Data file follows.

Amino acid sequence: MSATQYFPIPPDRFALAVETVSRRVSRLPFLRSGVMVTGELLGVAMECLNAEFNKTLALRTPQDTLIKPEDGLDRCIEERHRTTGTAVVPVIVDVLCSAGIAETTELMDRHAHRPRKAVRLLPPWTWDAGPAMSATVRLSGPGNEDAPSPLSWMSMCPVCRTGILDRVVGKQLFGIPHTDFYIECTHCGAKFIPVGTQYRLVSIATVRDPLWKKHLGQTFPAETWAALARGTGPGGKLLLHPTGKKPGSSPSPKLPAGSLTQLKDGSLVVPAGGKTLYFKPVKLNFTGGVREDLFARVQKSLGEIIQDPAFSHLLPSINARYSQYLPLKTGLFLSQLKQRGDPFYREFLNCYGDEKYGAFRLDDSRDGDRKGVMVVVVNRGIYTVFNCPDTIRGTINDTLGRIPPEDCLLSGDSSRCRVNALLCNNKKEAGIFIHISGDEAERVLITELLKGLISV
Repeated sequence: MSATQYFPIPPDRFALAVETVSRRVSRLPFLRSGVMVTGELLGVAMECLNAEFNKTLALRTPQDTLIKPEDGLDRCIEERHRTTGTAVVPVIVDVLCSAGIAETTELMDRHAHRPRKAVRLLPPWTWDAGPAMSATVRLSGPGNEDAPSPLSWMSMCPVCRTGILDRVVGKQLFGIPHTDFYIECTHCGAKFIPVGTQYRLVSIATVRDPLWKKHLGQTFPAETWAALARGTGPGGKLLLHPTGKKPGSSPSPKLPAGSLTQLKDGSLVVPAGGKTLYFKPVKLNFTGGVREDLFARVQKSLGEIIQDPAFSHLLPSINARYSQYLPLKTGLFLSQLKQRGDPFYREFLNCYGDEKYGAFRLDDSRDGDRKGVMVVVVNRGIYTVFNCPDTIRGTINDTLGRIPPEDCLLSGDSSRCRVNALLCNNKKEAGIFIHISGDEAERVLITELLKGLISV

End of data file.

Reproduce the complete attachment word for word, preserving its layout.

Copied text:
Amino acid sequence: MSATQYFPIPPDRFALAVETVSRRVSRLPFLRSGVMVTGELLGVAMECLNAEFNKTLALRTPQDTLIKPEDGLDRCIEERHRTTGTAVVPVIVDVLCSAGIAETTELMDRHAHRPRKAVRLLPPWTWDAGPAMSATVRLSGPGNEDAPSPLSWMSMCPVCRTGILDRVVGKQLFGIPHTDFYIECTHCGAKFIPVGTQYRLVSIATVRDPLWKKHLGQTFPAETWAALARGTGPGGKLLLHPTGKKPGSSPSPKLPAGSLTQLKDGSLVVPAGGKTLYFKPVKLNFTGGVREDLFARVQKSLGEIIQDPAFSHLLPSINARYSQYLPLKTGLFLSQLKQRGDPFYREFLNCYGDEKYGAFRLDDSRDGDRKGVMVVVVNRGIYTVFNCPDTIRGTINDTLGRIPPEDCLLSGDSSRCRVNALLCNNKKEAGIFIHISGDEAERVLITELLKGLISV
Repeated sequence: MSATQYFPIPPDRFALAVETVSRRVSRLPFLRSGVMVTGELLGVAMECLNAEFNKTLALRTPQDTLIKPEDGLDRCIEERHRTTGTAVVPVIVDVLCSAGIAETTELMDRHAHRPRKAVRLLPPWTWDAGPAMSATVRLSGPGNEDAPSPLSWMSMCPVCRTGILDRVVGKQLFGIPHTDFYIECTHCGAKFIPVGTQYRLVSIATVRDPLWKKHLGQTFPAETWAALARGTGPGGKLLLHPTGKKPGSSPSPKLPAGSLTQLKDGSLVVPAGGKTLYFKPVKLNFTGGVREDLFARVQKSLGEIIQDPAFSHLLPSINARYSQYLPLKTGLFLSQLKQRGDPFYREFLNCYGDEKYGAFRLDDSRDGDRKGVMVVVVNRGIYTVFNCPDTIRGTINDTLGRIPPEDCLLSGDSSRCRVNALLCNNKKEAGIFIHISGDEAERVLITELLKGLISV